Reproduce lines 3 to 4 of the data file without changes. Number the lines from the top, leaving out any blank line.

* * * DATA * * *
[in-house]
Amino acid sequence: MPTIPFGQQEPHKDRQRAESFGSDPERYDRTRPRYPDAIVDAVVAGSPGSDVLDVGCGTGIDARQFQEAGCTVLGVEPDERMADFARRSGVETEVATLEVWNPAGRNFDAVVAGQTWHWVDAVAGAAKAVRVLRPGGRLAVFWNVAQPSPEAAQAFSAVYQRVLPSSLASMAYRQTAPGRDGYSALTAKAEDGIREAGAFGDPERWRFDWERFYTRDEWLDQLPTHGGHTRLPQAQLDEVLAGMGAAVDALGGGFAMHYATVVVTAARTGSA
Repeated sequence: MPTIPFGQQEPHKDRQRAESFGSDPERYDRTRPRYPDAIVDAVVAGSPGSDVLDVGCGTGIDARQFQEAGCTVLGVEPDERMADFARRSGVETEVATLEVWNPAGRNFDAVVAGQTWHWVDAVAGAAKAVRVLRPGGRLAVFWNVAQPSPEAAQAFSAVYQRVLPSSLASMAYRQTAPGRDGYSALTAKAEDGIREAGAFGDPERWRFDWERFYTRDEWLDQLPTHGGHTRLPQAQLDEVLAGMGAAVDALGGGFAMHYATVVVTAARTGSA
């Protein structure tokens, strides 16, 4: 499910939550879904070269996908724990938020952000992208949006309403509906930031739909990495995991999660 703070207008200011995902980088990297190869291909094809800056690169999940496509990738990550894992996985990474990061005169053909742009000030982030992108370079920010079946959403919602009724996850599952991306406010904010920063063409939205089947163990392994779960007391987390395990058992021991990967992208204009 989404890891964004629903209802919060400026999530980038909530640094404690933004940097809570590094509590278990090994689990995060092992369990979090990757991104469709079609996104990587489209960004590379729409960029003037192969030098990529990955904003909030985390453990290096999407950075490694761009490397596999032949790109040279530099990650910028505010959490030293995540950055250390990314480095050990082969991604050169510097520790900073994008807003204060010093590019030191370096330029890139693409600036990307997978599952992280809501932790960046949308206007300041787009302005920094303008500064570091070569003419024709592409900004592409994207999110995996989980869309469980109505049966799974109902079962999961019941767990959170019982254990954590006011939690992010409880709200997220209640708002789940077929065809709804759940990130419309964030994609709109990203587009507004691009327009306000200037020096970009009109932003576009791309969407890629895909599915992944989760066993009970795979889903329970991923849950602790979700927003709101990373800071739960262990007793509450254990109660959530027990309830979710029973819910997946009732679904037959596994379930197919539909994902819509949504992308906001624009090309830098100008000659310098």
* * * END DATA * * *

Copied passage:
Repeated sequence: MPTIPFGQQEPHKDRQRAESFGSDPERYDRTRPRYPDAIVDAVVAGSPGSDVLDVGCGTGIDARQFQEAGCTVLGVEPDERMADFARRSGVETEVATLEVWNPAGRNFDAVVAGQTWHWVDAVAGAAKAVRVLRPGGRLAVFWNVAQPSPEAAQAFSAVYQRVLPSSLASMAYRQTAPGRDGYSALTAKAEDGIREAGAFGDPERWRFDWERFYTRDEWLDQLPTHGGHTRLPQAQLDEVLAGMGAAVDALGGGFAMHYATVVVTAARTGSA
């Protein structure tokens, strides 16, 4: 499910939550879904070269996908724990938020952000992208949006309403509906930031739909990495995991999660 703070207008200011995902980088990297190869291909094809800056690169999940496509990738990550894992996985990474990061005169053909742009000030982030992108370079920010079946959403919602009724996850599952991306406010904010920063063409939205089947163990392994779960007391987390395990058992021991990967992208204009 989404890891964004629903209802919060400026999530980038909530640094404690933004940097809570590094509590278990090994689990995060092992369990979090990757991104469709079609996104990587489209960004590379729409960029003037192969030098990529990955904003909030985390453990290096999407950075490694761009490397596999032949790109040279530099990650910028505010959490030293995540950055250390990314480095050990082969991604050169510097520790900073994008807003204060010093590019030191370096330029890139693409600036990307997978599952992280809501932790960046949308206007300041787009302005920094303008500064570091070569003419024709592409900004592409994207999110995996989980869309469980109505049966799974109902079962999961019941767990959170019982254990954590006011939690992010409880709200997220209640708002789940077929065809709804759940990130419309964030994609709109990203587009507004691009327009306000200037020096970009009109932003576009791309969407890629895909599915992944989760066993009970795979889903329970991923849950602790979700927003709101990373800071739960262990007793509450254990109660959530027990309830979710029973819910997946009732679904037959596994379930197919539909994902819509949504992308906001624009090309830098100008000659310098």